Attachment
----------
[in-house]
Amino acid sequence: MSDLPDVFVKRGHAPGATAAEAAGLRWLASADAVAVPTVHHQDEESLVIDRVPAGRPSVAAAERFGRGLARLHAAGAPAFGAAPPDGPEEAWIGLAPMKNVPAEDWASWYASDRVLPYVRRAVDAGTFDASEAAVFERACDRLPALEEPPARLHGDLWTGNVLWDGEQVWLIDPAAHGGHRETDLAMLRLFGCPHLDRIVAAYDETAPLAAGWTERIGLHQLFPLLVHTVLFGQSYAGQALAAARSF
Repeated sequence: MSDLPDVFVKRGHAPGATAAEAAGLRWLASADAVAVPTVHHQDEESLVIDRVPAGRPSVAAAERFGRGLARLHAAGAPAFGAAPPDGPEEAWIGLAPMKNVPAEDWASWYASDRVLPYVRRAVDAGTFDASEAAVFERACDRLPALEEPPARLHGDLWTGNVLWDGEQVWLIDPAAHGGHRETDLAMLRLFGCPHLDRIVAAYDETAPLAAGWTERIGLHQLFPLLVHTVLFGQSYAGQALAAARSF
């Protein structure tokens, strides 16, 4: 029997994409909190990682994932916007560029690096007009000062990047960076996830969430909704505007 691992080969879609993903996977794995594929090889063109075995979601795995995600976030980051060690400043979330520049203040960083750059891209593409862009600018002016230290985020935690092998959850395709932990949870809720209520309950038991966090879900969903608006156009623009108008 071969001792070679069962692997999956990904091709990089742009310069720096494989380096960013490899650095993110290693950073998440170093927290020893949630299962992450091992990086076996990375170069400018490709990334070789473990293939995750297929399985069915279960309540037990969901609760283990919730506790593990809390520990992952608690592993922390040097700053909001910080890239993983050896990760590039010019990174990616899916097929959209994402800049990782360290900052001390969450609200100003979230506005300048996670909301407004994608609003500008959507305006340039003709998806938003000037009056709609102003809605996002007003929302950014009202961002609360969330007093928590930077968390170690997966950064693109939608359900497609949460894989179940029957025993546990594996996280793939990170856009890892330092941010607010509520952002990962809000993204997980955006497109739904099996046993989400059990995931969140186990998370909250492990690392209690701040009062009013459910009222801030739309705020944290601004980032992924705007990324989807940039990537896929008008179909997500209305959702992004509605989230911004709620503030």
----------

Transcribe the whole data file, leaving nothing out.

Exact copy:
[in-house]
Amino acid sequence: MSDLPDVFVKRGHAPGATAAEAAGLRWLASADAVAVPTVHHQDEESLVIDRVPAGRPSVAAAERFGRGLARLHAAGAPAFGAAPPDGPEEAWIGLAPMKNVPAEDWASWYASDRVLPYVRRAVDAGTFDASEAAVFERACDRLPALEEPPARLHGDLWTGNVLWDGEQVWLIDPAAHGGHRETDLAMLRLFGCPHLDRIVAAYDETAPLAAGWTERIGLHQLFPLLVHTVLFGQSYAGQALAAARSF
Repeated sequence: MSDLPDVFVKRGHAPGATAAEAAGLRWLASADAVAVPTVHHQDEESLVIDRVPAGRPSVAAAERFGRGLARLHAAGAPAFGAAPPDGPEEAWIGLAPMKNVPAEDWASWYASDRVLPYVRRAVDAGTFDASEAAVFERACDRLPALEEPPARLHGDLWTGNVLWDGEQVWLIDPAAHGGHRETDLAMLRLFGCPHLDRIVAAYDETAPLAAGWTERIGLHQLFPLLVHTVLFGQSYAGQALAAARSF
């Protein structure tokens, strides 16, 4: 029997994409909190990682994932916007560029690096007009000062990047960076996830969430909704505007 691992080969879609993903996977794995594929090889063109075995979601795995995600976030980051060690400043979330520049203040960083750059891209593409862009600018002016230290985020935690092998959850395709932990949870809720209520309950038991966090879900969903608006156009623009108008 071969001792070679069962692997999956990904091709990089742009310069720096494989380096960013490899650095993110290693950073998440170093927290020893949630299962992450091992990086076996990375170069400018490709990334070789473990293939995750297929399985069915279960309540037990969901609760283990919730506790593990809390520990992952608690592993922390040097700053909001910080890239993983050896990760590039010019990174990616899916097929959209994402800049990782360290900052001390969450609200100003979230506005300048996670909301407004994608609003500008959507305006340039003709998806938003000037009056709609102003809605996002007003929302950014009202961002609360969330007093928590930077968390170690997966950064693109939608359900497609949460894989179940029957025993546990594996996280793939990170856009890892330092941010607010509520952002990962809000993204997980955006497109739904099996046993989400059990995931969140186990998370909250492990690392209690701040009062009013459910009222801030739309705020944290601004980032992924705007990324989807940039990537896929008008179909997500209305959702992004509605989230911004709620503030």